Play Live Radio
Next Up:
0:00 0:00
Available On Air Stations

Songs We Love: José James, 'Better Off Dead'

José James will tour a program of his favorite Bill Withers tunes, culminating in a covers record in 2018.
Janette Beckman
Courtesy of the artist
José James will tour a program of his favorite Bill Withers tunes, culminating in a covers record in 2018.

José James, the eclectic, groove-minded jazz singer, has made no secret of his fondness for Bill Withers. There's a medley that James has been singing in concert for years, linking Withers' despondent anthem "Ain't No Sunshine" with an upturning grace note, "Grandma's Hands."

Gradually a few other Withers classics, like "Just The Two Of Us," found their way into that medley, to an extravagant crowd response. Something about the mix of down-home truth-telling and elegant concision in Withers' songs was a natural fit for James, whose voice occupies a similar register, and whose profile has likewise cut across several subcategories of black music.

So now James is making it official, announcing a new tour, "Lean On Me: José James Celebrates Bill Withers," that will culminate in a vinyl album next year. His band, made up of serious jazz musicians — Sullivan Fortner on keyboards, Brad Allen Williams on guitar, Ben Williams on bass and Nate Smith on drums — backs him in this video performance of "Better Off Dead."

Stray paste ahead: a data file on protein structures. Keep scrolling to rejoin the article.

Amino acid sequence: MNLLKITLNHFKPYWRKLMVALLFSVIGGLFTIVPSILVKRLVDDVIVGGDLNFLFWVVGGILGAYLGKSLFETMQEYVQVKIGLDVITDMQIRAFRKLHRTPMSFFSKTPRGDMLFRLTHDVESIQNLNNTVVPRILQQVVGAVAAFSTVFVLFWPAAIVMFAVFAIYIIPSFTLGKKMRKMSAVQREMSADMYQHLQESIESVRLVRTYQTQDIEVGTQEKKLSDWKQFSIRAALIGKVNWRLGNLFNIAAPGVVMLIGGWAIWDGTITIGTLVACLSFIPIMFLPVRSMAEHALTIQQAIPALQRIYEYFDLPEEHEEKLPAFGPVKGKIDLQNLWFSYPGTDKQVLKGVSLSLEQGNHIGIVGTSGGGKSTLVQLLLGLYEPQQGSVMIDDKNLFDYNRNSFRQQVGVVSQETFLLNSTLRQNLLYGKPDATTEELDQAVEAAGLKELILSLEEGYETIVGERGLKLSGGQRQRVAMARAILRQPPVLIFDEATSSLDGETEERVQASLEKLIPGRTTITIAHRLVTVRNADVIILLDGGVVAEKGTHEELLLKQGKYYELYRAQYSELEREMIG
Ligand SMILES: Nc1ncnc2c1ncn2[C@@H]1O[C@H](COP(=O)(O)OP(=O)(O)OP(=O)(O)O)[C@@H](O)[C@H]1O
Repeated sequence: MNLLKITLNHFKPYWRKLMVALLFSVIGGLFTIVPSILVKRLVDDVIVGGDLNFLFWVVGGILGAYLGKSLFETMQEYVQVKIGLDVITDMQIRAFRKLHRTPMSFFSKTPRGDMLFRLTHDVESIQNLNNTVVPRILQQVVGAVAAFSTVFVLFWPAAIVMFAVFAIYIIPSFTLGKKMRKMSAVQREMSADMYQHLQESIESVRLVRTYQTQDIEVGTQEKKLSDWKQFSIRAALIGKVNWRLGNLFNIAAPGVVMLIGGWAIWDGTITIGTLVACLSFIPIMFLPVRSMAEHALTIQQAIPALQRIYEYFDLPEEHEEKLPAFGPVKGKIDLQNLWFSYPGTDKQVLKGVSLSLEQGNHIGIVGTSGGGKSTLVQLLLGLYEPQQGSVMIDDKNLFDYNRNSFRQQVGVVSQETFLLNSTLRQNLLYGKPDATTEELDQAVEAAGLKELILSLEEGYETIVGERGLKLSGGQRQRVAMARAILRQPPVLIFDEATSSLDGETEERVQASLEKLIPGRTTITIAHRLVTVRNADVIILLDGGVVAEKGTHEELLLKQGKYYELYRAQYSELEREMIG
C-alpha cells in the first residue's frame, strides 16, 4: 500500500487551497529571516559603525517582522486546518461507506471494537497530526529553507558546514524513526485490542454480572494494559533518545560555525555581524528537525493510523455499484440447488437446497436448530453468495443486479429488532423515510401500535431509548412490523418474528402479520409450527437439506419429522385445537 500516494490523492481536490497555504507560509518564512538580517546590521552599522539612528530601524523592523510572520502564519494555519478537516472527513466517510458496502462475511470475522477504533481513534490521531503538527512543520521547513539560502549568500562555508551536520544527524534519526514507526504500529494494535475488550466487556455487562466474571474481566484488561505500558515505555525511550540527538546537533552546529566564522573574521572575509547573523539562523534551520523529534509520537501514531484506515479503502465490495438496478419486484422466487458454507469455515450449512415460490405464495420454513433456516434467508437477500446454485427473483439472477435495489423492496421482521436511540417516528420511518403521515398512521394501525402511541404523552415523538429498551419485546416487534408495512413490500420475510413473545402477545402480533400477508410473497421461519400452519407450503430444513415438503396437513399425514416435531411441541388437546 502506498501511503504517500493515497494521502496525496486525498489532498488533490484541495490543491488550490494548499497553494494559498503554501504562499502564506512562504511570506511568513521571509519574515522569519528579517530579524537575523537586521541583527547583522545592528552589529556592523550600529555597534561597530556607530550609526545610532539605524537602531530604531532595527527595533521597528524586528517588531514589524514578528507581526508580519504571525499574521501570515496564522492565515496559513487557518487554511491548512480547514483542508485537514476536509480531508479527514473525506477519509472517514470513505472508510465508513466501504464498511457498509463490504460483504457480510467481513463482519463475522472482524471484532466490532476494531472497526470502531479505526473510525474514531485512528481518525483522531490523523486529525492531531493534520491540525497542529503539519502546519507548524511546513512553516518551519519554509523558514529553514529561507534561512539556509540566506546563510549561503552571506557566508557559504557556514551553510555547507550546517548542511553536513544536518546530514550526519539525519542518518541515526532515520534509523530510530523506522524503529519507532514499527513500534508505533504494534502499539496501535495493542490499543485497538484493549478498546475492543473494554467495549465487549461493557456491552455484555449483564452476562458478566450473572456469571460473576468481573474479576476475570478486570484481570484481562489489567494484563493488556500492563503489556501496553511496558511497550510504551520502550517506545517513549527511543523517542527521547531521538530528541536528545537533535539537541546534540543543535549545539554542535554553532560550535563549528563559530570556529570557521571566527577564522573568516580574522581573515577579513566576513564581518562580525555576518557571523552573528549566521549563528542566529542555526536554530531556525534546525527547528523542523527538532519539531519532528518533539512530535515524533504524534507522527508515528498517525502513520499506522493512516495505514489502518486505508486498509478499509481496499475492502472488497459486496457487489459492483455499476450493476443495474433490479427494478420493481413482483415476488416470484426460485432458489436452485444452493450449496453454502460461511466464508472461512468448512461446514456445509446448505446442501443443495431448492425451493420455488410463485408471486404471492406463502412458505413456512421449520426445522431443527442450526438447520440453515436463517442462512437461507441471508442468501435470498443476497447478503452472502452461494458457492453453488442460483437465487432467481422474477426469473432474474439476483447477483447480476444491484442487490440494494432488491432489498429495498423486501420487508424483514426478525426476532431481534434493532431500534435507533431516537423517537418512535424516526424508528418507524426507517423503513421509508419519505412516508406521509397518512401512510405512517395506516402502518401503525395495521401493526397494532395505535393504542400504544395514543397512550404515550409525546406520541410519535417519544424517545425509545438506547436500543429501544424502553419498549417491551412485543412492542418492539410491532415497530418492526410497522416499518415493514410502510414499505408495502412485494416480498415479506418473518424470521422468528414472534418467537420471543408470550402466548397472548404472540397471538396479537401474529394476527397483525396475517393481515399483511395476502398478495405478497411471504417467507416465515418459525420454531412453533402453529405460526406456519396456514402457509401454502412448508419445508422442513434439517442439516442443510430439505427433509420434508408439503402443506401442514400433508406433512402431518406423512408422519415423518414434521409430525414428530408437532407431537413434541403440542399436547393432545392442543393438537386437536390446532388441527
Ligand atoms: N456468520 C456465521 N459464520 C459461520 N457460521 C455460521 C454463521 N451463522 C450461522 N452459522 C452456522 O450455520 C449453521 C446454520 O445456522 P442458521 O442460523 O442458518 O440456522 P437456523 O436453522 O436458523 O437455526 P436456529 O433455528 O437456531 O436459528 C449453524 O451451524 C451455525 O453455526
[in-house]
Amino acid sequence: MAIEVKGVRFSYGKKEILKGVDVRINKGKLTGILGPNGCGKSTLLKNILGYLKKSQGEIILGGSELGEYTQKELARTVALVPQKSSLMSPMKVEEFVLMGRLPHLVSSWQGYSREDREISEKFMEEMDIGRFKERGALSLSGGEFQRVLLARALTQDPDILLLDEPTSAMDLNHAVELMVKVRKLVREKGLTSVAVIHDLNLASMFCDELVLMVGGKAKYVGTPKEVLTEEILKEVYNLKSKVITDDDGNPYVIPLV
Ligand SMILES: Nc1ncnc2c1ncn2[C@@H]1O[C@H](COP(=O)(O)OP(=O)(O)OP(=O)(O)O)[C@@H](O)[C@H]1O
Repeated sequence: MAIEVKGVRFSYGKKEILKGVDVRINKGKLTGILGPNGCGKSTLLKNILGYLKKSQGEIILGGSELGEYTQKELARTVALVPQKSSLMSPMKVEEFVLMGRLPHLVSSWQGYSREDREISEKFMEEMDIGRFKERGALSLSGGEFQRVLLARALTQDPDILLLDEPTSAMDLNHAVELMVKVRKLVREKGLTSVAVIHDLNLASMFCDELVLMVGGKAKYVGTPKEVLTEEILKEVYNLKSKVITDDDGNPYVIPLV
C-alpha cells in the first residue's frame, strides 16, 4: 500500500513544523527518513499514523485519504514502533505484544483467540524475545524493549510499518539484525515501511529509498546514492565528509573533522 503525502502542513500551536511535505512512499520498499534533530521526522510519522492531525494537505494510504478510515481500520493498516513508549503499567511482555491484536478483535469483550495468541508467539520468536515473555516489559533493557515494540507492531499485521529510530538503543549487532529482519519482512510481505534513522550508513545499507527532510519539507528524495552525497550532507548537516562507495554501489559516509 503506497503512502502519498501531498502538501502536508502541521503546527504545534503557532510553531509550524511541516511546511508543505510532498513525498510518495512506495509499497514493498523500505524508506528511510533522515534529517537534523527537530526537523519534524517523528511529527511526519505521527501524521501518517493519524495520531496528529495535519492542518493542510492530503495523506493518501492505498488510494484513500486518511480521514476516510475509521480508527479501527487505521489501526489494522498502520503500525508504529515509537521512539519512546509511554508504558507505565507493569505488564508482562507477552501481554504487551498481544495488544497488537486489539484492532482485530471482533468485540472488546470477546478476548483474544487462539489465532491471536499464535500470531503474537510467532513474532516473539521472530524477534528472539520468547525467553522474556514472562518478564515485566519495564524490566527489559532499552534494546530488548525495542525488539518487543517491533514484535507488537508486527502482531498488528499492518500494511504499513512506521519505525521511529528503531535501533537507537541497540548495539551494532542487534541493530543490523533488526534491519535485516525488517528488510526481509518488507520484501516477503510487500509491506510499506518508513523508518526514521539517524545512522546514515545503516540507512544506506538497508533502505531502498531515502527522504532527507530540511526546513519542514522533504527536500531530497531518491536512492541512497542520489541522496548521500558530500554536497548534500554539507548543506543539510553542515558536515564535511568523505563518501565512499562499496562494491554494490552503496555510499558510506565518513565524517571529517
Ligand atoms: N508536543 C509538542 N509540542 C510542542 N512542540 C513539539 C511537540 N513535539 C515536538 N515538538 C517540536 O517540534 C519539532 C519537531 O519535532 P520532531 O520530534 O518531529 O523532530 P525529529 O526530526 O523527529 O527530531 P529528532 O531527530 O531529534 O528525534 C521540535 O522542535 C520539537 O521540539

Withers, whose 80th birthday falls next year, never shied away from difficult subjects as a songwriter. His fans know "Better Off Dead" as the closing track of his landmark 1971 album Just As I Am. The song is a suicide note in verse form, left by an alcoholic despairing that his wife has deserted with their children. (The track ends with a gunshot.)

The bleak pathos of the tune is tempered in this arrangement, which James bends into a funk jam: reshaping the contour and cadence of the melody, "remixing" his own phrases in real time. True to form, there's even a quotation of "Ain't No Sunshine" during an extended outro tag.

The video was filmed at the Schott NYC factory, which explains the rack of motorcycle jackets at one end of the frame. Along with James' in-the-pocket vocal delivery, it's an effective showcase for the band. Fortner's Fender Rhodes solo is a study in churchly soul, and Smith delivers the same magnetic presence he brought to a recent Tiny Desk Concert.

"Lean On Me: José James Celebrates Bill Withers" will have its premiere during the 2018 NYC Winter Jazzfest, on Jan. 11 at Le Poisson Rouge. For tour dates, visit

Copyright 2023 WBGO. To see more, visit WBGO.

Nate Chinen has been writing about music for more than 25 years. He spent a dozen of them working as a critic for The New York Times, and helmed a long-running column for JazzTimes. As Editorial Director at WRTI, he oversees a range of classical and jazz coverage, and contributes regularly to NPR.